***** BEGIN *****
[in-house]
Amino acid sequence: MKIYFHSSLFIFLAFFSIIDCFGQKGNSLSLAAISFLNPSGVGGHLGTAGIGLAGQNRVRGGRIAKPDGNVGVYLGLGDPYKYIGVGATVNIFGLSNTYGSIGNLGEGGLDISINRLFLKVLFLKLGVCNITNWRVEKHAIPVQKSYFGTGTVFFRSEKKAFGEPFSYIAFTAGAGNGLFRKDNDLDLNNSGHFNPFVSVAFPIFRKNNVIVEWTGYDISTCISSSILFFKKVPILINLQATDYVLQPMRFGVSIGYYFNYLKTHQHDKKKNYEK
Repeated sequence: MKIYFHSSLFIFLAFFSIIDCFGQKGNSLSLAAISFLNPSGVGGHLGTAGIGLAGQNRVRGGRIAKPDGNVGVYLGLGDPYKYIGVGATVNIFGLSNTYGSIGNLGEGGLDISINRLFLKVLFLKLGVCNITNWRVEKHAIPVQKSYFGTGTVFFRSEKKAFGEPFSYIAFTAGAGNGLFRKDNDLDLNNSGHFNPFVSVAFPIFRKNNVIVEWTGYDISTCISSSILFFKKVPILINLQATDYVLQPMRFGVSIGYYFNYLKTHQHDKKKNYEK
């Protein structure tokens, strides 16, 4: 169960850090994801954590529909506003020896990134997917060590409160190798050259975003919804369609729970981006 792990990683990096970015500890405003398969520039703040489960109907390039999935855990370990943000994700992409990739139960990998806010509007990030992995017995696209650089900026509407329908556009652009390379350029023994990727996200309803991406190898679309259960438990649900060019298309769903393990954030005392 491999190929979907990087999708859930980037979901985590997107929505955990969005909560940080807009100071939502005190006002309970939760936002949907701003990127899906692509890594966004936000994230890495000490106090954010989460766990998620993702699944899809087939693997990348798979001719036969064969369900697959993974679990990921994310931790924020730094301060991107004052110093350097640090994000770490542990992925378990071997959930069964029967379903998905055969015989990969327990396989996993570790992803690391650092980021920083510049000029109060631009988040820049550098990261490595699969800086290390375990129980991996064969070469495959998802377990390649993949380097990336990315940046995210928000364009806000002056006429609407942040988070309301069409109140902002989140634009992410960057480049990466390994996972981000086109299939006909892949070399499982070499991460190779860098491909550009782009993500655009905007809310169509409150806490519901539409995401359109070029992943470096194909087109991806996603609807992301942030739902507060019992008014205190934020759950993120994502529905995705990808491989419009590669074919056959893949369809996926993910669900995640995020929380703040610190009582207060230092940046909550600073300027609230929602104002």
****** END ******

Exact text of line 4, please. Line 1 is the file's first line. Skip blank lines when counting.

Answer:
């Protein structure tokens, strides 16, 4: 169960850090994801954590529909506003020896990134997917060590409160190798050259975003919804369609729970981006 792990990683990096970015500890405003398969520039703040489960109907390039999935855990370990943000994700992409990739139960990998806010509007990030992995017995696209650089900026509407329908556009652009390379350029023994990727996200309803991406190898679309259960438990649900060019298309769903393990954030005392 491999190929979907990087999708859930980037979901985590997107929505955990969005909560940080807009100071939502005190006002309970939760936002949907701003990127899906692509890594966004936000994230890495000490106090954010989460766990998620993702699944899809087939693997990348798979001719036969064969369900697959993974679990990921994310931790924020730094301060991107004052110093350097640090994000770490542990992925378990071997959930069964029967379903998905055969015989990969327990396989996993570790992803690391650092980021920083510049000029109060631009988040820049550098990261490595699969800086290390375990129980991996064969070469495959998802377990390649993949380097990336990315940046995210928000364009806000002056006429609407942040988070309301069409109140902002989140634009992410960057480049990466390994996972981000086109299939006909892949070399499982070499991460190779860098491909550009782009993500655009905007809310169509409150806490519901539409995401359109070029992943470096194909087109991806996603609807992301942030739902507060019992008014205190934020759950993120994502529905995705990808491989419009590669074919056959893949369809996926993910669900995640995020929380703040610190009582207060230092940046909550600073300027609230929602104002």